Monday, March 17, 2014

Are Kaiser and Providence Winners or Losers?

The Oregonian has reported that the big winner in getting Cover Oregon customer "sales" (which does not mean the first payment has been made) is Moda.

Carrier - Policies [sold] as of March 6
Atrio - 16
BridgeSpan - 11
Oregon's Health CO-OP - 212
Health Republic - 810
Kaiser - 3,205
LifeWise - 770
Moda - 22,403
Health Net  - 838
PacificSource  - 927
Providence - 1,633
Trillium - 3
Total - 30,828

The question is whether Cover Oregon buyers help or hurt a health care insurance business. My brother tells me that Kaiser management was sweating last summer about having a big influx of new clients and not enough doctors, staff and facilities to care for them.  It doesn't look like that will be a problem now.

So, given the fact that young people are not buying health care insurance in the numbers hoped for, are health insurers with modest gains like Kaiser and Providence in a better position than Moda/ODS with its 22,000 new clients.

Playing into the analysis is the need to expand medical facilities and personnel as well as not getting a lot of younger people to help underwrite the new clients who are older and sicker than originally planned for.

So, who is the bigger winner? Moda with big gains? Kaiser and Providence with very modest gains?


MAX Redline said...

I'm going to guess that Moda (ODS) gains, but that their clients lose. Wait times are likely to increase for their clients, whereas that shouldn't be as much of a problem for Kaiser/Providence patients.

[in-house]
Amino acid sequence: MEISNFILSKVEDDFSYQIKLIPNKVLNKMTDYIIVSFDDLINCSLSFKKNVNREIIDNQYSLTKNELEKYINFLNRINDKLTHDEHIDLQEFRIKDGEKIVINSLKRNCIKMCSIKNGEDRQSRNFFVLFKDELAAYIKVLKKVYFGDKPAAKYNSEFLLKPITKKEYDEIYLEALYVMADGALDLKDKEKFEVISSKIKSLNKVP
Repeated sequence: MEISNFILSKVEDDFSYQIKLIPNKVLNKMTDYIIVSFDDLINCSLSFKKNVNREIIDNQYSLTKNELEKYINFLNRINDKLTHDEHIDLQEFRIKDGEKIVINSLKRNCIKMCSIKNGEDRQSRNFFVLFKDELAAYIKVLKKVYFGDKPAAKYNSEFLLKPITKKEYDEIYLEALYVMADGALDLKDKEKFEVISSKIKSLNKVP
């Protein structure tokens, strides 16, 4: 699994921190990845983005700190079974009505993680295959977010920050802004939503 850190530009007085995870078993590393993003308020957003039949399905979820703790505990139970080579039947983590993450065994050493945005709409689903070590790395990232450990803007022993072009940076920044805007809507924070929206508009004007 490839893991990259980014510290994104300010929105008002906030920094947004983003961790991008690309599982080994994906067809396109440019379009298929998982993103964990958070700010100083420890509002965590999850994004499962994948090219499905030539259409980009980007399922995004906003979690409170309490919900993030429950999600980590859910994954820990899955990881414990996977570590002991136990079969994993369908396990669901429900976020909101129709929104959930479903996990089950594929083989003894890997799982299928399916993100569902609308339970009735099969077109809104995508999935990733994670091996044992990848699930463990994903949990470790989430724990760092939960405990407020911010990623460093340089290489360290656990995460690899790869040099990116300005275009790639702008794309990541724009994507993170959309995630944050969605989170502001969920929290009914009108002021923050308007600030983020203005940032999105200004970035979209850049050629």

Moreover, Kaiser added The Portland Clinic facilities effective Jan. 1 of this year, which adds another cushion in terms of obtaining prompt visitation. So far as I know, neither Moda nor Providence expanded their networks.

Moreover, Kaiser opened their Hillsboro medical center last August - the first new hospital built in the area in quite a while.

T. D. said...

I just asked a similar question on one of your posts, Max, but do you know if Moda has a good network?

Trying to figure out the impact of anything is so hard in this because Obamacare policy is convoluted and based on assumptions that have not been clearly publicized (like how many young people with no or very few health problems subsidizing older people are necessary to make it financially viable for health care insurers).

That's why I wonder if getting a lot of Cover Oregon people is a drag not a good. But, that assumes they are mostly from the pool of previously uninsured (who might be assumed to have more health problems than normal because of being uninsured and going without health care).

However, the Cover Oregon people may be like you (previously insured but canceled). So, their moving to Moda is actually a win for Moda--except for the need to expand facilities and personnel.

MAX Redline said...

Moda doesn't actually run any facilities, TD. They contract with providers. So trying to track their network is kind of an exercise in futility; the network can morph without warning, which is something that I imagine many folks don't realize. So more people moving to Moda is a plus for their bottom line; they have no facilities and few personnel.

T. D. said...

Max, I knew that ODS had a "you choose your own doctor" sort of plan, and the doctor has to find/contract facilities. But somebody has to come up with facilities and personnel to care for the 250% increase of their individual patient base especially as regards specialized or hospital care. It will be interesting to see how this works out.

Interesting stats in this article: